This month’s edition of “The Soundcheck” deciphers a range of relationships, whether they’re fleeting or everlasting. Some pull the “Ripcord” to break a scary free fall while others cherish “Every Heartbeat” and say a belated “Thank You for Breaking My Heart.” It also reveals the wisdom that comes with age and experience—I Know a Thing and Ronronner—and the potential for future growth.
Adam Liles, “Ripcord”
The Indigo Curve guitarist shares an instant headrush of emotion and energy on his debut solo single “Ripcord.” Produced by Anton Pastoria, the track’s swirling, indie-rock array of pounding drums, glistening electric guitar and humming bass propel Detroit’s Adam Liles into a brief infatuation until the “ripcord” of reality takes over. In raspy, reverb-filled vocals, he sings, “And I’m feeling it all / As far as feeling it goes / She came in like a star / Oh, but she left like a ghost.”
“The most important music to me is my music and the music of my friends because it’s the soundtrack to my life. It makes me think of old venues like the Genesis, the old Sanctuary, Toepfer House and Elijah’s (Q-Nails),” said Yost, who’s based in Detroit.
“It also makes me think of our friendships and our time together as a family. Starting Kickpop Records is about releasing music for me and my friends and to maintain the catalogs of a few artists so their music will always be out there to listen to.”
Yost launched Kickpop Records, a small DIY label, during the pandemic and released his first project, KP-005, or Kickpop Records Sampler No. 1, on 10-inch vinyl earlier this summer. While the vinyl release quickly sold out, listeners can still spin the compelling, cerebral project via Spotify.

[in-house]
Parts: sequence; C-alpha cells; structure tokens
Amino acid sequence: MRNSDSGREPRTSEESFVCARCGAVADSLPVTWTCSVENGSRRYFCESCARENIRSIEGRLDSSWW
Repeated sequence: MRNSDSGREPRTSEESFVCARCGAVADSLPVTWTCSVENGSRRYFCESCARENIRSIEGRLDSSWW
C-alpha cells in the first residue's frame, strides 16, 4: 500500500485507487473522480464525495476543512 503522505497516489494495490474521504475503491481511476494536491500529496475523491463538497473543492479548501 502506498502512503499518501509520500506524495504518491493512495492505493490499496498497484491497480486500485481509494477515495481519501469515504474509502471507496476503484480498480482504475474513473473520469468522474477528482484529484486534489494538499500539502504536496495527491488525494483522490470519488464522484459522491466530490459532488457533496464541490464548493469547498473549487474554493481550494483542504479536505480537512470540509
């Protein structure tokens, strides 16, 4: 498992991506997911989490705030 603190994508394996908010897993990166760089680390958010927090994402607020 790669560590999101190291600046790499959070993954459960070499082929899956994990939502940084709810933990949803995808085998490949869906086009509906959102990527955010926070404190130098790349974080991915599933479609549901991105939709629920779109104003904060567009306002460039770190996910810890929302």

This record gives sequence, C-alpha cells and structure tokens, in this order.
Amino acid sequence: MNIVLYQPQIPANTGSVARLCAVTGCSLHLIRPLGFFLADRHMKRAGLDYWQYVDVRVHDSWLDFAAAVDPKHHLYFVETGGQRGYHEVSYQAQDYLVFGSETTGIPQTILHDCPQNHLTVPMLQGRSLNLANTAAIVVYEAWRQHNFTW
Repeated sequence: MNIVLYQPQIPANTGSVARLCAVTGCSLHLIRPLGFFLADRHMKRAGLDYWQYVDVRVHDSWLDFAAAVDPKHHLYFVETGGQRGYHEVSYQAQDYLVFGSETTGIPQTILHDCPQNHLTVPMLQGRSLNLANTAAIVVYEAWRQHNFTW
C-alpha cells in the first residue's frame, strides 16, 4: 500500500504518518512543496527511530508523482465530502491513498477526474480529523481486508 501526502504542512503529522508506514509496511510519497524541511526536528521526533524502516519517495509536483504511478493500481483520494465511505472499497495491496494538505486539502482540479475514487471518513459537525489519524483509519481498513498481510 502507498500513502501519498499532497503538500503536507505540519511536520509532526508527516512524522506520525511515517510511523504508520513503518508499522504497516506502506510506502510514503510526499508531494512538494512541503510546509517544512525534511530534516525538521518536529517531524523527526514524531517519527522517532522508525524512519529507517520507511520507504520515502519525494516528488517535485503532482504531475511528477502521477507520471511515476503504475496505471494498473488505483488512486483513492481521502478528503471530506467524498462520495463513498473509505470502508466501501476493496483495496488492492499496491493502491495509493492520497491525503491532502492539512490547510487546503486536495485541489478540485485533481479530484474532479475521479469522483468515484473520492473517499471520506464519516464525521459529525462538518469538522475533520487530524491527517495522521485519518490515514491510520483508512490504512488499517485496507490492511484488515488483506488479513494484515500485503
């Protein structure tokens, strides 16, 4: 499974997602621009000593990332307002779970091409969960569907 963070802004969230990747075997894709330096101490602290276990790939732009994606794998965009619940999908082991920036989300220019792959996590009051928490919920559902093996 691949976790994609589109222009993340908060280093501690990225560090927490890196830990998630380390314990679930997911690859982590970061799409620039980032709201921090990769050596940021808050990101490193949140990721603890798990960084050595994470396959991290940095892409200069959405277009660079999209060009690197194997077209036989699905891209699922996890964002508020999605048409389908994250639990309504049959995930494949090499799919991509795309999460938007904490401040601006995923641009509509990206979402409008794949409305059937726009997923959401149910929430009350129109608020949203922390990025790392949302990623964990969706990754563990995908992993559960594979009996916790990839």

“The idea for the (compilation) came from Broadacre bassist Matt Farrett. Matt and I were talking about releasing the nine-song Broadacre project, and he suggested we test the waters on a (compilation) first.”
For Blank Tape Tax, Bobbi Jean Three Legs and Yolanda Renee King serve as the true heroes of our time.
The Detroit experimental group seeks inspiration from the two activists as they push the boundaries for equality and change in a polarizing post-Trump world. Today, Bobbi Jean Three Legs and Yolanda Renee King continually inspire a new generation of political and creative leaders speaking up about the nation’s growing social divide.
That new generation of leaders includes Blank Tape Tax drummer-vocalist Ben Yost and a rotating collective of members and collaborators, including Emily Parrish (vocals), JJ Stanbury (keys), Ja’Vahn “Jay VII” Peterson (production) and Greet Death’s Logan Gaval (guitar). Together, they poetically channel that political struggle on Blank Tape Tax’s latest single, “Hey Donnie,” via Kickpop Records.
“From my perspective, Bobbi Jean Three Legs was the leading voice in the fight against the construction of the Dakota Access Pipeline. To this day, her eloquence and bravery makes me emotional to think about when it comes to the clear abuses that took place surrounding DAPL, not only in regard to the brutal treatment of protesters, but also to the sheer disregard on behalf of the American government toward indigenous people in general,” Yost said.
“Yolanda Renee King is the granddaughter of Martin Luther King Jr., and in 2018 spoke at the March for Our Lives, which I saw replayed on TV. I was inspired by her because of her poignancy and age. She was very young, and her message was very succinct. Seeing so many young people stepping up to the plate, so to speak, at that time in my life made me want to make music that reflected the emotions I felt seeing all of this happen.”
Along with Yost, Blank Tape Tax wraps that intense emotional spirit in pithy hardcore punk and bebop jazz elements throughout the 44-second, anti-Trump anthem, “Hey Donnie.” Enraged drums, roaring sax, buzzy electric guitars and fierce bass sonically protest the opposition as Parrish defiantly sings, “Hey Donnie, I want to know.”
“I’m not sure ‘Hey Donnie’ comes close to serving as a fitting anthem. They should have sent a poet. But sometimes just trying can mean the whole world, and we may not have gotten it perfect with this song, but maybe someone will come along and do it better. That’s what I learned from Bobbi Jean Three Legs, to try your best, even if you’re not a Malcolm X, MLK, Bob Dylan or Woodie Guthrie,” said Yost, who initially wrote the track in 2017, but believes it takes on new relevance in 2021.
“The meaning of the track has not changed; we won’t back down. That being said, I’m not a great political activist. I’m just an average musician. Real activists are people like Nakia Wallace here in Detroit. I just write songs.”